It is clear that the development tools for Java are a separate release that is available already today. At the same time, the Linux SDK will be attuned to the companys needs (Trolltech's Qtopia Core development framework).

The thing that we havent covered yet is Open Handset Alliances Android, a coalition topped by Google. This OS is also based on Linux (although its a different version), and will be developed by 35 companies, including chipset, phone and software makers. While it might clash with MOTOMAGX-powered solutions, the overlapping areas will have more to do with the philosophy of products, since Android is a totally different branch of development.

Now that we are through what is what, lets see how LJ-powered devices are positioned and what shares they occupy in the companys portfolio.

Market outlook for LJ

Motorola is focusing on three platforms Ajar (Motorolas own platform), P2K (same), and Linux. Niche-oriented solutions may run on such operating systems as Symbian or Windows Mobile these products are designed for particular markets/purposes, the company doesnt strive to take them to the mass market. The P2K platform is very dated as of today, so the maker is withdrawing it from the market, but this will take some time; and in 2008 there will still be some solutions employing the P2K as well. At the same time Motorola will be increasing its portfolio of the Ajar in the segment of relatively cheap terminals, although first fiddle is now played by Linux-based products, whose share will be the biggest among other platforms.

LJ platform versions

We are not going to look at the LJs core functionality and standard suite of applications, rather, we would like to investigate the landmarks of this platforms development, see what new features will bring and what aspects will be of most interest.

Note. The features described below are not obligatory for commercial products; the dates listed below have nothing to do with mobile phone release dates and rather indicate when support for features in question was added. One and the same phone can run on different platform versions, as it is up to the maker whether to introduce an update or not long story short, the platforms functionality is not equal to the abilities of a handset powered by it. All products belonging to the same generation are pretty much identical functionality-wise; the maker prefers step-by-step approach, which is especially apparent from the way the LJs interfaces evolve.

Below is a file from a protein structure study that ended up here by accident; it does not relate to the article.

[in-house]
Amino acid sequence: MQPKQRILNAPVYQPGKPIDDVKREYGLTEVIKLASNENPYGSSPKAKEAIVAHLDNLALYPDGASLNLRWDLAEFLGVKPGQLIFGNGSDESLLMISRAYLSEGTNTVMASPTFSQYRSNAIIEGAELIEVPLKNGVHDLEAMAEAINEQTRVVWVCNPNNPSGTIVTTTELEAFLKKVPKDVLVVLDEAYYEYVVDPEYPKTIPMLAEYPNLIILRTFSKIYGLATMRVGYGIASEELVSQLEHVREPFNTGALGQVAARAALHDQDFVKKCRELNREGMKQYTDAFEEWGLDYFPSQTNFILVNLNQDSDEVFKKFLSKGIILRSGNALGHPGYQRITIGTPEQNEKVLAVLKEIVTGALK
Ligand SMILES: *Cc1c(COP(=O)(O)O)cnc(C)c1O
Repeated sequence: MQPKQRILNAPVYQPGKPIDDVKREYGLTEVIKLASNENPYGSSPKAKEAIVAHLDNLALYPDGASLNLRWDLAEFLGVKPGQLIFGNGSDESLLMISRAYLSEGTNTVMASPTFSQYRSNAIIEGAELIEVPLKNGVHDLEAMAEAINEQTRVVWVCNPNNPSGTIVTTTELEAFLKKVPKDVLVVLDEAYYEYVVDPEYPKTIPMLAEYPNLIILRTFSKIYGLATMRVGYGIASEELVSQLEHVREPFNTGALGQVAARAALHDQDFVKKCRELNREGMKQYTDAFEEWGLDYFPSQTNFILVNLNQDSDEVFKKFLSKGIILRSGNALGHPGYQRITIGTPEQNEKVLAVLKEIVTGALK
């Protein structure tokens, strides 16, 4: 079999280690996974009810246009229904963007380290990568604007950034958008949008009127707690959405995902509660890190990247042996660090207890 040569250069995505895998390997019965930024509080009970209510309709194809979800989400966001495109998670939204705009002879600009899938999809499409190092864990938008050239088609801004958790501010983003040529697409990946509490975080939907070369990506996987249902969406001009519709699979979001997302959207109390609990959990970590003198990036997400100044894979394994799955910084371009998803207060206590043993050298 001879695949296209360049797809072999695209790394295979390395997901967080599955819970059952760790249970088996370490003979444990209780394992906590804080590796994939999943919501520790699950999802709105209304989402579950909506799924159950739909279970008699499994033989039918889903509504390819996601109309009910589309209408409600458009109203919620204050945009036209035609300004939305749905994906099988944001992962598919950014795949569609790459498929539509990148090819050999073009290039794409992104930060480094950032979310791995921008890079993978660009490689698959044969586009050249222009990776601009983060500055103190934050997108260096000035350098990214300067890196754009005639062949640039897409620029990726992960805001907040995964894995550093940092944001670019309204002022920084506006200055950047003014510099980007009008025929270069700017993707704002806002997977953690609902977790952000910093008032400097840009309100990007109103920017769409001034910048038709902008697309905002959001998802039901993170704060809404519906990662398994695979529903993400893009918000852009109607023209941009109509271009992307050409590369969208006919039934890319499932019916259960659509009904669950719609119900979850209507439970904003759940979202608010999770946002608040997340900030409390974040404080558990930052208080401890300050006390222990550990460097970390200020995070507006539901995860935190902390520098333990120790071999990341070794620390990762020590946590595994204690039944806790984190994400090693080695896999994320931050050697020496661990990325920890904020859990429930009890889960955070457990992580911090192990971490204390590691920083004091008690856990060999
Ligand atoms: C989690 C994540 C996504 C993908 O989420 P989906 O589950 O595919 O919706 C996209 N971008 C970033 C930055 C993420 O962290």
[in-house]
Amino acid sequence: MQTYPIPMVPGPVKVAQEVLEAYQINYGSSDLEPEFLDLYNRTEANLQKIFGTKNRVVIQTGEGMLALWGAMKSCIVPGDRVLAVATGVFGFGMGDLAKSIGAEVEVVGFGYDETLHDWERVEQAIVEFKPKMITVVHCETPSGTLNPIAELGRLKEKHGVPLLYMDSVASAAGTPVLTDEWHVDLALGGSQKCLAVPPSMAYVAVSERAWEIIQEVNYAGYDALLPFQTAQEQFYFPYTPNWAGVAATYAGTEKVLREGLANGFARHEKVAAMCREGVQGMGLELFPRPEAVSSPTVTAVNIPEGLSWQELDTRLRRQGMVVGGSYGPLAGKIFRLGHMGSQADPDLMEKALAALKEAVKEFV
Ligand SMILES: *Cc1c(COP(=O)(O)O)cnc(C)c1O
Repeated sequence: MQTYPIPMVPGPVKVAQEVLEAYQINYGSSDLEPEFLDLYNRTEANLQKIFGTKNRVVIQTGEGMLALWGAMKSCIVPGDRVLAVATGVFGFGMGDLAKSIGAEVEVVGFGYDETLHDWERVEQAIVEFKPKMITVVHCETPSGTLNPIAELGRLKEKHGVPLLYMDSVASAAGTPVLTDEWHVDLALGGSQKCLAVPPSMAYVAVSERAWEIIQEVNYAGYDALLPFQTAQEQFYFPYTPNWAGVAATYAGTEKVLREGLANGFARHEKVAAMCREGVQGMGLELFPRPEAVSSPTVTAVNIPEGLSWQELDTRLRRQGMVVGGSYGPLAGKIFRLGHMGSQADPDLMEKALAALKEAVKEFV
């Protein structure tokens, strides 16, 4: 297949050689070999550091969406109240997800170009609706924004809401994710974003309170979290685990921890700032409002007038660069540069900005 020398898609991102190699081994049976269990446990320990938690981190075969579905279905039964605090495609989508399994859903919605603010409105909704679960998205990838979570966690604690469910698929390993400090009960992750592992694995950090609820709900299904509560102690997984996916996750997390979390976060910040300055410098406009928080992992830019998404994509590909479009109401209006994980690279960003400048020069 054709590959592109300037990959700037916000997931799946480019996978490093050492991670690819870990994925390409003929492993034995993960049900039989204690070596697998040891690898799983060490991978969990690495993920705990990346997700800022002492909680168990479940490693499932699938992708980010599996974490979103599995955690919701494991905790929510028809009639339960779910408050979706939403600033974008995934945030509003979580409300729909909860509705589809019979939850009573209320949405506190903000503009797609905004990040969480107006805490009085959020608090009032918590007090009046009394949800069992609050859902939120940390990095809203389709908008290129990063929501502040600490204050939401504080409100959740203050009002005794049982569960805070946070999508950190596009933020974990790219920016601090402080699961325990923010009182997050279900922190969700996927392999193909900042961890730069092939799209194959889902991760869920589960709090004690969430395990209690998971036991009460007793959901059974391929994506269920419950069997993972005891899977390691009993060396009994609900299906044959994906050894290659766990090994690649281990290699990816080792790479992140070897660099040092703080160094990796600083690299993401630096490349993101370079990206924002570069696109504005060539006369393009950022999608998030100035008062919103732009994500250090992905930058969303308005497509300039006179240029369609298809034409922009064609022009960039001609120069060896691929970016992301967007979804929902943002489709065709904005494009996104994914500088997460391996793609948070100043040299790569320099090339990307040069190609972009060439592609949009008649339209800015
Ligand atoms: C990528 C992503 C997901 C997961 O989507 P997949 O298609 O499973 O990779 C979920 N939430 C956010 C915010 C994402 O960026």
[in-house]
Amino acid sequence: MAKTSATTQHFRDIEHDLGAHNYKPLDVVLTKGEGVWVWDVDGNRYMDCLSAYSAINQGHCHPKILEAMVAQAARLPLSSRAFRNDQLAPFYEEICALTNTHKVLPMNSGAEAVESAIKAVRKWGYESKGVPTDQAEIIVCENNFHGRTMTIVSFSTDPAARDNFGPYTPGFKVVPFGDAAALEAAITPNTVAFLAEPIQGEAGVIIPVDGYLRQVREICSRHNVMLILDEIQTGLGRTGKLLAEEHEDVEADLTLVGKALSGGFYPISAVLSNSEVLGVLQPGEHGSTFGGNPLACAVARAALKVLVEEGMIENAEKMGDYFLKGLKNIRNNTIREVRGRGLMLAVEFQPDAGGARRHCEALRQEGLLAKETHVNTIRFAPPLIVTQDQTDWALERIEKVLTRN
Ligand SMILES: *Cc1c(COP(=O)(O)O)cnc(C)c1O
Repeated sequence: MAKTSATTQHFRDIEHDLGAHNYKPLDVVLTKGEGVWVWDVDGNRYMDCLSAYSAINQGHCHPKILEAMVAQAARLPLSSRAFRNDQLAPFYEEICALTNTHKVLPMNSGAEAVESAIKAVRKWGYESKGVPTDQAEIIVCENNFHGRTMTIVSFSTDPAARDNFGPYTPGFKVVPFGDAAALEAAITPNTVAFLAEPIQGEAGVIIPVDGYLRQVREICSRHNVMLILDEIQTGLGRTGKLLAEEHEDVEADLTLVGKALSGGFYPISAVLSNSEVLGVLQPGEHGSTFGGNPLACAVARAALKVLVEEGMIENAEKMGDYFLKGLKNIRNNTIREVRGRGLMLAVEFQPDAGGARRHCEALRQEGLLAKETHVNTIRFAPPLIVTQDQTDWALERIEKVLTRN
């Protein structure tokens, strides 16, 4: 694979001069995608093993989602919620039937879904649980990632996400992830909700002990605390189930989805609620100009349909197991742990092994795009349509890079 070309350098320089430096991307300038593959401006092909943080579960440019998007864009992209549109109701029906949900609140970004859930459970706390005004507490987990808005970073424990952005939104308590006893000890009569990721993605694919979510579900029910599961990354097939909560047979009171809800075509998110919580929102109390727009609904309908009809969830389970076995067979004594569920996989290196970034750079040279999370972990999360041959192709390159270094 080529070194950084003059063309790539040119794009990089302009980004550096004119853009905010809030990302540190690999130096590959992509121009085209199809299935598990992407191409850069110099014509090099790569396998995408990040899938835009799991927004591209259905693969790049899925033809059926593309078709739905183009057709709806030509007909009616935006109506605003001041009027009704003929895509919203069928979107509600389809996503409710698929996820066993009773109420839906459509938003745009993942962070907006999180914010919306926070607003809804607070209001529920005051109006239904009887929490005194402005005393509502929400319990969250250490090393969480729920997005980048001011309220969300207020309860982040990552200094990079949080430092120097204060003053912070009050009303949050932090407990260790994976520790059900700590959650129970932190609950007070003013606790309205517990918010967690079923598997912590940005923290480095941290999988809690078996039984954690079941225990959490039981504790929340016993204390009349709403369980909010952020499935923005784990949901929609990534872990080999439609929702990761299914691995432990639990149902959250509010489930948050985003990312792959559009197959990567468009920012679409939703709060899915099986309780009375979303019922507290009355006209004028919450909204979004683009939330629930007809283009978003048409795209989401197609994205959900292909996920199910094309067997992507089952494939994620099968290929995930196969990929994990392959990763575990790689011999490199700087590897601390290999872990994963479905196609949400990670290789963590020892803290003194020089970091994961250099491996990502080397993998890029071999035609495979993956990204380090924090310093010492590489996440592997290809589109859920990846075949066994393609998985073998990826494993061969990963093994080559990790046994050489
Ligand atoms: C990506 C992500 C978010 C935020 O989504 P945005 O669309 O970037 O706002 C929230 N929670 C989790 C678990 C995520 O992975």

L6.1 1Q07/Motorola Z6

This is the basic version of the platform. Key technologies include only:

  • Support for Janus DRM
  • USB 2.0 High Speed
  • Media Finder
  • Landscape camera mode
  • BT/USB Print
  • Haptics (call, keypad)
  • SIM Wizard allows transferring contacts from a SIM-card to the handsets memory.

L6.3 3Q07/Motorola Z6 (update FW)

Improved connectivity, plus enhanced UI.

  • WiFi, UMA
  • Support for a new type of SIM-cards MegaSIM
  • Screen3 technology, version 2
  • Auto-coupling feature for Bluetooth-headsets
  • Mail wizard
  • Improved phonebook and data submission
  • OMA DRM 2.0
  • Push email
  • Open Source Browser
  • IMS
  • VoIP

L7.1 4Q07/Motorola RAZR2 V8, Motorola U9

The morphing technology debuts, some models employ semi-morphing.

  • Rich Voice Call enhanced video calls feature for 3G networks
  • Ability to setup certain applications phonebook, Media Finder. Ability to store data remotely (like contacts saved in the Web) bundled function, called up from the menu
  • Motowhere 1.0 service Motorolas maps, plus ability to search for locations, POI, etc - http://motorola.jentro.com/. This service isnt Motowhere, but gives a good general idea of the makers concept.
  • Caching of multimedia content uploaded from the Web
  • SVG Tiny
  • Plays for sure support for audio

L7.1.1 4Q07/Motorola ****

  • Ability to add media content onto external displays (video, multimedia)
  • Blog Central Beta
  • Plays for sure support for video, Windows Media Streaming
  • Improvements in the browser
  • Support for 3Mpix+ cameras

L7.2 1Q-2Q08/Motorola ****

The most important version of the platform, as from this point on, it becomes open to developers. The foremost change is support for the JSR-271 (MIDP 3.0) specification. Below is a change log with improvements over the second version. What we would like to note is that Motorola picked the same road as Nokia, Sony Ericsson, who strive to avoid fragmentation of Java-specifications in every way possible:

  • Enable and specify proper behavior for MIDlets on each of CLDC, CDC, and OSGi, for example:
    • Enable multiple concurrent MIDlets in one VM
    • Specify proper firewalling, runtime behaviors, and lifecycle management issues for MIDlets
    • Enable background MIDlets (e.g. UI-less)